Tuesday, March 24, 2015

The NBLC and March Madness (Part 2)


READ: Part 1

So having looked at a couple of different players during already, the thing that caught me the most off guard was the programs these guys played for. Sure, there’s your Bradley’s and Alabama State’s, but then there’s big time programs like Texas, and coaches like Steve Alford who were a part of these NBLC players’ time in college. When I started writing, I was expecting to see most of the players coming from smaller programs, so this caught me off guard. Looking ahead, there are still the odd smaller schools here and there, but for the most part, the trend of NBLC players from big programs continues in Part 2, starting with the eight players who played in the 2008 NCAA tournament.


We’ll start with one of the more interesting stories from the tournament by talking about the Moncton Miracles’ Troy Brewer. Brewer’s Georgia Bulldogs were a surprise participant in the tourney, seeing as the regular season hadn’t gone so well, ending with a 13-16 record. But college basketball is a crazy sport; as Georgia went on to win the SEC conference tourney, earning them a #14 seed at the Big Dance. That was as far as they would go, ending their year in a 73-61 loss to #3 Xavier. Brewer, still a freshman, only played for a minute, but still can say he had the privilege of playing in the tournament.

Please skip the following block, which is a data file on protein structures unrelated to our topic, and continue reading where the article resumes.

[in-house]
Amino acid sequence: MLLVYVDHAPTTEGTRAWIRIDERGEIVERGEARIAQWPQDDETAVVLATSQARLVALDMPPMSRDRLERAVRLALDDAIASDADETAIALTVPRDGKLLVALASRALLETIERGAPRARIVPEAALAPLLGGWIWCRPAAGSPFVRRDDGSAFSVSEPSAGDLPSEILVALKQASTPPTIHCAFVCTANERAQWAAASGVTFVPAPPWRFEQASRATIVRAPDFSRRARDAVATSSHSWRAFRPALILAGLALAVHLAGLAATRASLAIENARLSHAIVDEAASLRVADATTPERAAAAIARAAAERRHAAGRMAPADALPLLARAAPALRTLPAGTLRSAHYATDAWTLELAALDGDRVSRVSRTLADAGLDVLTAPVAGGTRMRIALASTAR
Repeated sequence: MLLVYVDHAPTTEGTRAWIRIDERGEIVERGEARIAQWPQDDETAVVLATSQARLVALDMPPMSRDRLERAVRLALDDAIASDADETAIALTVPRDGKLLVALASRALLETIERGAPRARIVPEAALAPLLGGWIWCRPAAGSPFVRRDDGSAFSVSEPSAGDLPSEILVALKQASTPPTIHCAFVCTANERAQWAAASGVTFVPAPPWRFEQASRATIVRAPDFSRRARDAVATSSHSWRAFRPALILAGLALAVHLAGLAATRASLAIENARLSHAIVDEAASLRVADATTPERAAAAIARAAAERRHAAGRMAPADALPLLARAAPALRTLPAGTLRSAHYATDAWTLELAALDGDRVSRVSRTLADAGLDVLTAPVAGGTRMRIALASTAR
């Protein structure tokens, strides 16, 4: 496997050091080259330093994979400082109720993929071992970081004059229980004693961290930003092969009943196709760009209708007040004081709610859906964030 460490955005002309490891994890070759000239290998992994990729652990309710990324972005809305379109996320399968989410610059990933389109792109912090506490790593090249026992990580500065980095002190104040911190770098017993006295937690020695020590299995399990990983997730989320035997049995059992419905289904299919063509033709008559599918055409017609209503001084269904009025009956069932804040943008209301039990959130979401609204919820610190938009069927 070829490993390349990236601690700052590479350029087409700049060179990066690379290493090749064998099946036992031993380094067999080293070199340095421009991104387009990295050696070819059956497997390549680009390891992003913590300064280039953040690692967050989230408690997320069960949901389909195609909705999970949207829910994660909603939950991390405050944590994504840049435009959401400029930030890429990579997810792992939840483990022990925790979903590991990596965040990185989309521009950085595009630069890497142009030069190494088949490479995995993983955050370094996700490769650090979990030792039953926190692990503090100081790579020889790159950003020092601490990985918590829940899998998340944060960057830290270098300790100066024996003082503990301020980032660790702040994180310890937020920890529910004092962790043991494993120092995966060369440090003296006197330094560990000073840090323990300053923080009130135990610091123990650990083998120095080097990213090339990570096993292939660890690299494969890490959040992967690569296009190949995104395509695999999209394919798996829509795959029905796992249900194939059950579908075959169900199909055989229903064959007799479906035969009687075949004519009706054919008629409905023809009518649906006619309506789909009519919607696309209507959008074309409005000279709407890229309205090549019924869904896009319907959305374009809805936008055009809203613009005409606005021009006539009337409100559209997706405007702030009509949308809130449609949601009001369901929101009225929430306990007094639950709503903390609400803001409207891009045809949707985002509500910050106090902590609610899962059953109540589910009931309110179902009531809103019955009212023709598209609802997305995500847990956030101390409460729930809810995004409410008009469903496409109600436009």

Another player who didn’t see a ton of floor time, but went much further in the tournament, is Mississauga’s Malcolm Grant. Grant’s Villanova team played spoiler as the #12 seed, beating #5 Clemson and #13 Siena to make the sweet sixteen. Unfortunately they ran into the eventual champs, #1 Kansas, losing 72-57. Grant, also a freshman, only saw the floor for two minutes in the game against Siena.

The first player to see significant minutes was Louis Birdsong Jr. of the Island Storm. Birdsong played for #12 seeded George Mason, a school with a history of pulling off upsets, and it didn’t hurt that the Patriots were in the #5-#12 game, known for being prone to upsets. Sadly it didn’t work out, as the Patriots fell to #5 Notre Dame in the first round, 68-50. Birdsong played 14 mins, recording 2 points and 4 rebounds.

Moncton’s Stanley Robinson started alongside future #2 overall NBA draft pick Hasheem Thabeet to provide a young, strong front court for #4 seed UConn. The Huskies came in to the tourney looking to win it all, but #13 San Diego wasn’t going to quit, giving UConn the fight of their life in a game that needed overtime. Holding a one-point lead with 5.2 seconds left, San Diego pulled off a miracle.

With that shot, San Diego went on to win 70-69, breaking the hearts of the Huskies. Robinson had 6 points and 6 rebounds, and while the loss hurt, he would be back for the following tournament.

UMBC managed to make the tournament following a conference championship, but as a #15 seed, had the misfortune of playing #2 Georgetown. Brampton’s Cavell Johnson, who often found himself matched up against now-Pacers centre Roy Hibbert, scored 5 points and grabbed 3 boards in 23 minutes, as UMBC fell 66-47.